The debate over how to handle ISIS recruits has reached the highest levels of the U.S. government. President Obama has called for law enforcement to work with schools, religious leaders, and community groups to win a “battle for the hearts and minds” of young Muslims who may feel disconnected from American society.
But last month Justice Department officials said they were arresting more suspected ISIS recruits out of concern that they could launch “lone wolf” attacks in the United States. Over Independence Day weekend, Abu Qaqa, the ISIS tweeter who allegedly recruited Khan, posted another rhyme that read in part, “It’s 4th of July, try nt 2 die Maskd men wiv guns, planes fall frm the sky.”
“When there are attacks, even by sympathizers with no direct link to the IS, such news becomes effective ISIS propaganda which spreads rapidly across multiple social media platforms,” says Reynolds, the researcher from the University of Central Florida.
On June 25, Khan was back in court for a hearing on the status of his case. Wearing an orange prison jumpsuit and shackled at the ankles, his beard now grown thick, Khan turned and waved to his father. Then he stood straight and listened to the proceedings.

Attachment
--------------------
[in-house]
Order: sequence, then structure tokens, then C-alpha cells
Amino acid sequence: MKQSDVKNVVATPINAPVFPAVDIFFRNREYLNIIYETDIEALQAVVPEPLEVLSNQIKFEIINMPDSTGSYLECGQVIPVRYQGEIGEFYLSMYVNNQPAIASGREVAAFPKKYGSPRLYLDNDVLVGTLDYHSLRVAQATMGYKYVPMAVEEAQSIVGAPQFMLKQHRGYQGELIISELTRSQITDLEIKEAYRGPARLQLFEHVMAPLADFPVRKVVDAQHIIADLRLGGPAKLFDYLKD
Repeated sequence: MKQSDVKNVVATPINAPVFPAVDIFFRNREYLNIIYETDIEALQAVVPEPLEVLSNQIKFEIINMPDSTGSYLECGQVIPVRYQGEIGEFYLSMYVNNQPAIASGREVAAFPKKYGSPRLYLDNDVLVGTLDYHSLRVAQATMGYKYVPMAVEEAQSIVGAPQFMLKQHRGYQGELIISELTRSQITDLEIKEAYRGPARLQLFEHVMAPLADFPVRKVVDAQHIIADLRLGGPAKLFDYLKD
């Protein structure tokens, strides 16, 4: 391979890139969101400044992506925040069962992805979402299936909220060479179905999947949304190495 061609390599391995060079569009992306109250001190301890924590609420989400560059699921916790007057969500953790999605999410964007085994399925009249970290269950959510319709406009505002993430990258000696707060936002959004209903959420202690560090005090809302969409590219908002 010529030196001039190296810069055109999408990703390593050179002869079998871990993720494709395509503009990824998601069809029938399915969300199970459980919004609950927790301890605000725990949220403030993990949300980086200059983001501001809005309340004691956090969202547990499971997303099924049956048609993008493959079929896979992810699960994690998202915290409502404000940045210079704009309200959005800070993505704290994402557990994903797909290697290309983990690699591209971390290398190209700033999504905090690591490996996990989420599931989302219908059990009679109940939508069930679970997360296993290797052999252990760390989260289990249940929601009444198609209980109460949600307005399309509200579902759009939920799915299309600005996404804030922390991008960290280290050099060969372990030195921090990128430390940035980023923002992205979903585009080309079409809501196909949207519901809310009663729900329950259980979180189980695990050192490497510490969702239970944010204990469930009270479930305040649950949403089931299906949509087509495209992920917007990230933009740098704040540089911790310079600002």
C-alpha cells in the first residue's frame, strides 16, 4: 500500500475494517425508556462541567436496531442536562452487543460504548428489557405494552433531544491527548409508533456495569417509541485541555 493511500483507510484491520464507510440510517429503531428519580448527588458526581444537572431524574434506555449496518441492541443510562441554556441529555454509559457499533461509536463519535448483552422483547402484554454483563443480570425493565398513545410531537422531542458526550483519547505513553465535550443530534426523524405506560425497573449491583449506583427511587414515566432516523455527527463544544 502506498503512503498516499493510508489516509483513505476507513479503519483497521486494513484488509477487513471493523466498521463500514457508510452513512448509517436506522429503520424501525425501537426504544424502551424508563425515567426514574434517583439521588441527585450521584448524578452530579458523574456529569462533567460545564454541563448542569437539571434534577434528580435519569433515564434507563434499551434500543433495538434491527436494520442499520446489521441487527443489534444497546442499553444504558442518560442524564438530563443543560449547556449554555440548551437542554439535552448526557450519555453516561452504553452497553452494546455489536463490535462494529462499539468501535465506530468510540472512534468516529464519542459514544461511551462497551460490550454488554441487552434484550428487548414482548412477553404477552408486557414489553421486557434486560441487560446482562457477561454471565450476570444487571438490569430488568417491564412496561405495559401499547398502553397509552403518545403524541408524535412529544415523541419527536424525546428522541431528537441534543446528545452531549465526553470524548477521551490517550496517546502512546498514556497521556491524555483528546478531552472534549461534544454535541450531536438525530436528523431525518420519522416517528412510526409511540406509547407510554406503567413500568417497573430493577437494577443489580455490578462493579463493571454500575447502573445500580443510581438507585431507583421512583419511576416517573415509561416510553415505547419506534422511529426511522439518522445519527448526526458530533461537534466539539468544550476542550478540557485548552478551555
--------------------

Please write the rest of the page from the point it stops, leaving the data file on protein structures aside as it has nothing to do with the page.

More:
The two sides remained at odds over several issues—including whether Khan’s statements to the FBI were admissible as evidence in court—but Durkin asked the judge to give them another month to keep talking. Hiller added that their discussions included “whether we need to proceed to trial”—an indication that a plea deal could be in the works.
Still, Durkin reiterated his position that whatever prompted Khan to lead his siblings to O’Hare last year won’t be addressed by locking him up. “I still want to get some sort of help for him,” Durkin said.
The judge scheduled another hearing for August, and Khan was led away. v
Evin Billington helped research this story.